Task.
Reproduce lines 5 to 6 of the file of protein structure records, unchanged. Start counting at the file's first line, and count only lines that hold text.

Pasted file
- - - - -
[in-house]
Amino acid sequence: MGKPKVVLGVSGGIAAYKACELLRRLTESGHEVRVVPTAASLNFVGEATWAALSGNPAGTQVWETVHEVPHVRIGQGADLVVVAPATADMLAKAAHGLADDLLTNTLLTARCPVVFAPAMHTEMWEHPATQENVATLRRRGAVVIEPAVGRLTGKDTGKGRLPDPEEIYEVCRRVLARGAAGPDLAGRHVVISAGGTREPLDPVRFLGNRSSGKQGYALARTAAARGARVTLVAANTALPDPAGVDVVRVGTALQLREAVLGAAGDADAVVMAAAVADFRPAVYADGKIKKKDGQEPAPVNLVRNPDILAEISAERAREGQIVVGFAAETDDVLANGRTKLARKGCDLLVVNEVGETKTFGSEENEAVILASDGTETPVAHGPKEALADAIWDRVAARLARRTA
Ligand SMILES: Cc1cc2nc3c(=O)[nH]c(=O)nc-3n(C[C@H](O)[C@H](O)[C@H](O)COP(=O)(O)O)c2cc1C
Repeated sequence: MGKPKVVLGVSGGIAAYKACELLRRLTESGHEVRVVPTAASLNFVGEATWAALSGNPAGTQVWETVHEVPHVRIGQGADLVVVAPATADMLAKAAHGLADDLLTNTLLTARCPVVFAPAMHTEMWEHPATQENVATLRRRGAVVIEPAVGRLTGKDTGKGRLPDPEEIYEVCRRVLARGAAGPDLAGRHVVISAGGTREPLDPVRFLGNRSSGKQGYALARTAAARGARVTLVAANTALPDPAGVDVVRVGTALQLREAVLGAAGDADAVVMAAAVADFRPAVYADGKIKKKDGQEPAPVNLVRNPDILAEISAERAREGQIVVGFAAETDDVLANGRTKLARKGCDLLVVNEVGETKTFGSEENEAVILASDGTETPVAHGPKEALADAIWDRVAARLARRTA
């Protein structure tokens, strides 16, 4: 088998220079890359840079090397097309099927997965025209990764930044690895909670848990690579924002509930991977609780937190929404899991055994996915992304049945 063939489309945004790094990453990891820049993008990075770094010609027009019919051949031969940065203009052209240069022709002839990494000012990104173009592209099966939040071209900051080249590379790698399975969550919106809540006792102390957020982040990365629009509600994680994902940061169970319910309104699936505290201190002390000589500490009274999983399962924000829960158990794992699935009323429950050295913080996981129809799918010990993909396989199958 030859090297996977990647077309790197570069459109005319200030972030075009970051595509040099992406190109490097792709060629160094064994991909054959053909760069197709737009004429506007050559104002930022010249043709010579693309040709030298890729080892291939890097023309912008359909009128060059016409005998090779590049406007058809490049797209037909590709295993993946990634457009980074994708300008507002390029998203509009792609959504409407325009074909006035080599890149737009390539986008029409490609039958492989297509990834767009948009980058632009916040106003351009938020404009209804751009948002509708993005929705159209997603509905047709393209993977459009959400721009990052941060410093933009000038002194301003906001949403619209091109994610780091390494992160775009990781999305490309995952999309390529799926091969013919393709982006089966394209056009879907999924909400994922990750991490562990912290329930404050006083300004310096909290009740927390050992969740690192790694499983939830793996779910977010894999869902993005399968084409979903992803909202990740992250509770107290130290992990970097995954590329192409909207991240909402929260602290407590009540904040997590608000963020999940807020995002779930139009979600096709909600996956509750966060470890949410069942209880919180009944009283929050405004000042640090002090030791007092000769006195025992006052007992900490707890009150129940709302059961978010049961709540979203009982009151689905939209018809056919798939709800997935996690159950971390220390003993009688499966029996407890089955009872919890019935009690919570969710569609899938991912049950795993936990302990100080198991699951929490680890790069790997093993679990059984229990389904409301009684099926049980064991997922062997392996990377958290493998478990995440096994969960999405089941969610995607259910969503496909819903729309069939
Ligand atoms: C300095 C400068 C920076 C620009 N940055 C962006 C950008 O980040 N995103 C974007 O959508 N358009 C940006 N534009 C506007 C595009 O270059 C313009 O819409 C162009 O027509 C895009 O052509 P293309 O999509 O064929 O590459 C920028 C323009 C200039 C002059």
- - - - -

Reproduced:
């Protein structure tokens, strides 16, 4: 088998220079890359840079090397097309099927997965025209990764930044690895909670848990690579924002509930991977609780937190929404899991055994996915992304049945 063939489309945004790094990453990891820049993008990075770094010609027009019919051949031969940065203009052209240069022709002839990494000012990104173009592209099966939040071209900051080249590379790698399975969550919106809540006792102390957020982040990365629009509600994680994902940061169970319910309104699936505290201190002390000589500490009274999983399962924000829960158990794992699935009323429950050295913080996981129809799918010990993909396989199958 030859090297996977990647077309790197570069459109005319200030972030075009970051595509040099992406190109490097792709060629160094064994991909054959053909760069197709737009004429506007050559104002930022010249043709010579693309040709030298890729080892291939890097023309912008359909009128060059016409005998090779590049406007058809490049797209037909590709295993993946990634457009980074994708300008507002390029998203509009792609959504409407325009074909006035080599890149737009390539986008029409490609039958492989297509990834767009948009980058632009916040106003351009938020404009209804751009948002509708993005929705159209997603509905047709393209993977459009959400721009990052941060410093933009000038002194301003906001949403619209091109994610780091390494992160775009990781999305490309995952999309390529799926091969013919393709982006089966394209056009879907999924909400994922990750991490562990912290329930404050006083300004310096909290009740927390050992969740690192790694499983939830793996779910977010894999869902993005399968084409979903992803909202990740992250509770107290130290992990970097995954590329192409909207991240909402929260602290407590009540904040997590608000963020999940807020995002779930139009979600096709909600996956509750966060470890949410069942209880919180009944009283929050405004000042640090002090030791007092000769006195025992006052007992900490707890009150129940709302059961978010049961709540979203009982009151689905939209018809056919798939709800997935996690159950971390220390003993009688499966029996407890089955009872919890019935009690919570969710569609899938991912049950795993936990302990100080198991699951929490680890790069790997093993679990059984229990389904409301009684099926049980064991997922062997392996990377958290493998478990995440096994969960999405089941969610995607259910969503496909819903729309069939
Ligand atoms: C300095 C400068 C920076 C620009 N940055 C962006 C950008 O980040 N995103 C974007 O959508 N358009 C940006 N534009 C506007 C595009 O270059 C313009 O819409 C162009 O027509 C895009 O052509 P293309 O999509 O064929 O590459 C920028 C323009 C200039 C002059």